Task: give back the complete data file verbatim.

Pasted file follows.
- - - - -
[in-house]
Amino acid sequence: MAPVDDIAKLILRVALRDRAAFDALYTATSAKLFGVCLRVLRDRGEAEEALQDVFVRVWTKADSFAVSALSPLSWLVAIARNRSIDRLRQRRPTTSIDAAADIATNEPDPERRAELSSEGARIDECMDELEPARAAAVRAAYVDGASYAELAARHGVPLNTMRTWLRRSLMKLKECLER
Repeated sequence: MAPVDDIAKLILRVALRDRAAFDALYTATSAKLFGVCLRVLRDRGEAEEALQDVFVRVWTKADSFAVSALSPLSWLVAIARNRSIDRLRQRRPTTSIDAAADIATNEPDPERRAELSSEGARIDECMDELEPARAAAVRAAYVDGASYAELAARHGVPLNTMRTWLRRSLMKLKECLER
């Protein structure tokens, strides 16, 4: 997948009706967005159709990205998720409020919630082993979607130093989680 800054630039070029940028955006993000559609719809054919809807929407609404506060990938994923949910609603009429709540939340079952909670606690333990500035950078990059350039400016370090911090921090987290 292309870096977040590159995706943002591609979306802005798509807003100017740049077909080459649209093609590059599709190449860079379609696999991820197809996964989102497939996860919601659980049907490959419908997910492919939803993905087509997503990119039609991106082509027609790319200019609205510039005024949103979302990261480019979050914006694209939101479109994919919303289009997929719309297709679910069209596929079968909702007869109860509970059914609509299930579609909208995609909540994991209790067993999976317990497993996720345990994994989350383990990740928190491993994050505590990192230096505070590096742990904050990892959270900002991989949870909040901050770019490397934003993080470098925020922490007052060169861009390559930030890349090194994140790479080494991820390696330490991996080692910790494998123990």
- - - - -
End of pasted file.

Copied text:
[in-house]
Amino acid sequence: MAPVDDIAKLILRVALRDRAAFDALYTATSAKLFGVCLRVLRDRGEAEEALQDVFVRVWTKADSFAVSALSPLSWLVAIARNRSIDRLRQRRPTTSIDAAADIATNEPDPERRAELSSEGARIDECMDELEPARAAAVRAAYVDGASYAELAARHGVPLNTMRTWLRRSLMKLKECLER
Repeated sequence: MAPVDDIAKLILRVALRDRAAFDALYTATSAKLFGVCLRVLRDRGEAEEALQDVFVRVWTKADSFAVSALSPLSWLVAIARNRSIDRLRQRRPTTSIDAAADIATNEPDPERRAELSSEGARIDECMDELEPARAAAVRAAYVDGASYAELAARHGVPLNTMRTWLRRSLMKLKECLER
């Protein structure tokens, strides 16, 4: 997948009706967005159709990205998720409020919630082993979607130093989680 800054630039070029940028955006993000559609719809054919809807929407609404506060990938994923949910609603009429709540939340079952909670606690333990500035950078990059350039400016370090911090921090987290 292309870096977040590159995706943002591609979306802005798509807003100017740049077909080459649209093609590059599709190449860079379609696999991820197809996964989102497939996860919601659980049907490959419908997910492919939803993905087509997503990119039609991106082509027609790319200019609205510039005024949103979302990261480019979050914006694209939101479109994919919303289009997929719309297709679910069209596929079968909702007869109860509970059914609509299930579609909208995609909540994991209790067993999976317990497993996720345990994994989350383990990740928190491993994050505590990192230096505070590096742990904050990892959270900002991989949870909040901050770019490397934003993080470098925020922490007052060169861009390559930030890349090194994140790479080494991820390696330490991996080692910790494998123990």